Source:Eurekalert  

Related biology news :

1. Early detection and quick response are key to defense against anthrax attack
2. New discovery suggests trees evolved camouflage defense against long extinct predator
3. Sex involved in plant defense
4. Supply Chain Council Seminar Focuses on Defense and IT
5. Supply Chain Council Seminar Focuses on Defense and IT
6. Researchers discover primer to plant defense system
7. Reforming defense department acquisition policy: UM expert
8. Understanding natural crop defenses
9. CSC Awarded Department of Defense Biometrics Contract
10. SectorWatch.biz Issues Commentary for Investors of Homeland Defense Companies FOUR, MAGS, NSSC, PNTR, BCO, and CKP
11. ASM biodefense and emerging diseases research meeting
Post Your Comments:
*Name:
*Comment:
*Email:
Related Image:
Microbiologists find defense molecule that senses respiratory viruses
(Date:2/8/2017)... 2017 Report Highlights The global ... $8.3 billion in 2016 at a compound annual growth ... Report Includes - An overview of the global market ... data from 2015 and 2016, and projections of compound ... the market on the basis of product type, source, ...
(Date:2/6/2017)... Feb. 6, 2017 According to Acuity ... driving border authorities to continue to embrace biometric ... are 2143 Automated Border Control (ABC) eGates and ... at more than 163 ports of entry across ... 2016 achieving a combined CAGR of 37%. APC ...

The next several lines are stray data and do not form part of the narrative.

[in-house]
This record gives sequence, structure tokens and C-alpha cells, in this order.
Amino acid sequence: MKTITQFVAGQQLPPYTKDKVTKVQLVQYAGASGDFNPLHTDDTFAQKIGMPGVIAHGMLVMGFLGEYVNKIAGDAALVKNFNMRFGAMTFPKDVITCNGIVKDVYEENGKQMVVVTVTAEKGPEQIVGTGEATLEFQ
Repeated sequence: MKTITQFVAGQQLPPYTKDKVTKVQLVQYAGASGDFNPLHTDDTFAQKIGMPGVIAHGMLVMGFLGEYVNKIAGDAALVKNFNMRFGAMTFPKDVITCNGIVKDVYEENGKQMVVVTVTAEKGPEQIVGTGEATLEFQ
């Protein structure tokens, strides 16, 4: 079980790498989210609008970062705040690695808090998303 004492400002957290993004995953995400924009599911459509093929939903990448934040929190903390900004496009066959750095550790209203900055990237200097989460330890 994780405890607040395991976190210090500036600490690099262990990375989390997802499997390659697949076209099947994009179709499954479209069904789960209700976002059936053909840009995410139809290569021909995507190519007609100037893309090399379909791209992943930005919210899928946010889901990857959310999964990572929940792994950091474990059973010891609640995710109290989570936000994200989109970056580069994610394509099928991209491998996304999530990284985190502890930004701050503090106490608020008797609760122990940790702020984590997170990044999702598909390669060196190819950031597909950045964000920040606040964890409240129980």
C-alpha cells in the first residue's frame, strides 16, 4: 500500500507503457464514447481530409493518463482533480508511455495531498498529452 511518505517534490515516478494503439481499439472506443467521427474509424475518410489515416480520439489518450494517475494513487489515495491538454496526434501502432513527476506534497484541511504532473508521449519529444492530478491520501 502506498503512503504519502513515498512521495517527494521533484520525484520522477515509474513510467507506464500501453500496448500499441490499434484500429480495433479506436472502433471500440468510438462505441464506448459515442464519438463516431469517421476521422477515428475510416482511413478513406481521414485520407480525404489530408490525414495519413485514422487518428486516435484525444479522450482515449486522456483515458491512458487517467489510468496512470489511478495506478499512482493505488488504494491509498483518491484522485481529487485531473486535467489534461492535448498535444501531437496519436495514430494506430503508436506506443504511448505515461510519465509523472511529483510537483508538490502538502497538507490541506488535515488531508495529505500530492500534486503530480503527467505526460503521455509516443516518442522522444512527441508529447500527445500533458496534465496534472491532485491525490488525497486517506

(Date:2/2/2017)... , Feb. 2, 2017  EyeLock LLC, a ... a new white paper " What You Should Know ... problem of ensuring user authenticity is a growing concern. ... authentication of users. However, traditional authentication schemes such as ... Biometric authentication offers an elegant solution to ...
Breaking Biology News(10 mins):
(Date:2/16/2017)... , Feb. 16, 2017  ArmaGen, Inc., ... groundbreaking therapies to treat severe neurological disorders, today ... treated with AGT-181, the company,s investigational therapy for ... known as mucopolysaccharidosis type I, or MPS I). ... proof-of-concept (POC) study, presented today at the 13 ...
(Date:2/16/2017)... , Feb. 16, 2017   Biostage, Inc. ... "Company"), a biotechnology company developing bioengineered organ implants to ... bronchus and trachea, announced today the closing on February ... 20,000,000 shares of common stock and warrants to purchase ... of $8.0 million. The offering was priced at $0.40 ...
(Date:2/16/2017)...  Dermata Therapeutics, LLC, a biotechnology company developing ... of dermatological diseases, today announced it has completed ... into a $5 million credit facility with Silicon ... capital for general corporate purposes to further Dermata,s ... of serious diseases treated by dermatologists.   ...
(Date:2/16/2017)... 2017  Windtree Therapeutics, Inc. (Nasdaq: ... aerosolized KL4 surfactant therapies for respiratory diseases, announced ... showed that aerosolized KL4 surfactant reduced lung inflammation ... animal model. The Company believes that these preclinical ... that supports the role of KL4 surfactant as ...
Breaking Biology Technology: